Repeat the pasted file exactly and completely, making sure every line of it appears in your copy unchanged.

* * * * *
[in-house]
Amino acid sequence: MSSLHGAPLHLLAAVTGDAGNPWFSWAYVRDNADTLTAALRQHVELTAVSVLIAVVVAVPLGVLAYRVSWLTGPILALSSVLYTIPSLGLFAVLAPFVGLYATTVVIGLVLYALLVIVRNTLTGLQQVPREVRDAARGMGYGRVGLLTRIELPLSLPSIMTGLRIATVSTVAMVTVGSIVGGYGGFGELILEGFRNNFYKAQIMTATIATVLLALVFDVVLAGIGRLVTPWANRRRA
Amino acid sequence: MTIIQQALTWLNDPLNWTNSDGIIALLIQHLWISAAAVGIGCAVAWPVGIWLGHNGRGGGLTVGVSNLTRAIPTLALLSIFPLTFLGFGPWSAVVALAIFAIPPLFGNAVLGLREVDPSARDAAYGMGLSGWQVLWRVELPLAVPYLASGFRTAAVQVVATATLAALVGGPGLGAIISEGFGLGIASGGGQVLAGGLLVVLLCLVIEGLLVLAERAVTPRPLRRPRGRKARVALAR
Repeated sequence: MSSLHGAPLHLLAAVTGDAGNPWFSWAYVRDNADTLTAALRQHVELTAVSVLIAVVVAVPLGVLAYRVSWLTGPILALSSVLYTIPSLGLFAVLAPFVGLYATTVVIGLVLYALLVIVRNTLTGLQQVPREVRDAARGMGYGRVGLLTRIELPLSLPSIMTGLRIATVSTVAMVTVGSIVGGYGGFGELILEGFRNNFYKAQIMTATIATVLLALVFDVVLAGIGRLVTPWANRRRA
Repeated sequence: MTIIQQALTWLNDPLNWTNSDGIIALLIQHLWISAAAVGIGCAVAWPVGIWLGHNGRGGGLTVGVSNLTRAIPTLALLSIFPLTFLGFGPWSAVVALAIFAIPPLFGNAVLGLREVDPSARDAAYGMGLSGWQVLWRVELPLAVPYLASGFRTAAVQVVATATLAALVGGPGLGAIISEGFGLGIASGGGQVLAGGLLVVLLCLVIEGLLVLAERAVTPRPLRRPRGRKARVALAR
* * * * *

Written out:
[in-house]
Amino acid sequence: MSSLHGAPLHLLAAVTGDAGNPWFSWAYVRDNADTLTAALRQHVELTAVSVLIAVVVAVPLGVLAYRVSWLTGPILALSSVLYTIPSLGLFAVLAPFVGLYATTVVIGLVLYALLVIVRNTLTGLQQVPREVRDAARGMGYGRVGLLTRIELPLSLPSIMTGLRIATVSTVAMVTVGSIVGGYGGFGELILEGFRNNFYKAQIMTATIATVLLALVFDVVLAGIGRLVTPWANRRRA
Amino acid sequence: MTIIQQALTWLNDPLNWTNSDGIIALLIQHLWISAAAVGIGCAVAWPVGIWLGHNGRGGGLTVGVSNLTRAIPTLALLSIFPLTFLGFGPWSAVVALAIFAIPPLFGNAVLGLREVDPSARDAAYGMGLSGWQVLWRVELPLAVPYLASGFRTAAVQVVATATLAALVGGPGLGAIISEGFGLGIASGGGQVLAGGLLVVLLCLVIEGLLVLAERAVTPRPLRRPRGRKARVALAR
Repeated sequence: MSSLHGAPLHLLAAVTGDAGNPWFSWAYVRDNADTLTAALRQHVELTAVSVLIAVVVAVPLGVLAYRVSWLTGPILALSSVLYTIPSLGLFAVLAPFVGLYATTVVIGLVLYALLVIVRNTLTGLQQVPREVRDAARGMGYGRVGLLTRIELPLSLPSIMTGLRIATVSTVAMVTVGSIVGGYGGFGELILEGFRNNFYKAQIMTATIATVLLALVFDVVLAGIGRLVTPWANRRRA
Repeated sequence: MTIIQQALTWLNDPLNWTNSDGIIALLIQHLWISAAAVGIGCAVAWPVGIWLGHNGRGGGLTVGVSNLTRAIPTLALLSIFPLTFLGFGPWSAVVALAIFAIPPLFGNAVLGLREVDPSARDAAYGMGLSGWQVLWRVELPLAVPYLASGFRTAAVQVVATATLAALVGGPGLGAIISEGFGLGIASGGGQVLAGGLLVVLLCLVIEGLLVLAERAVTPRPLRRPRGRKARVALAR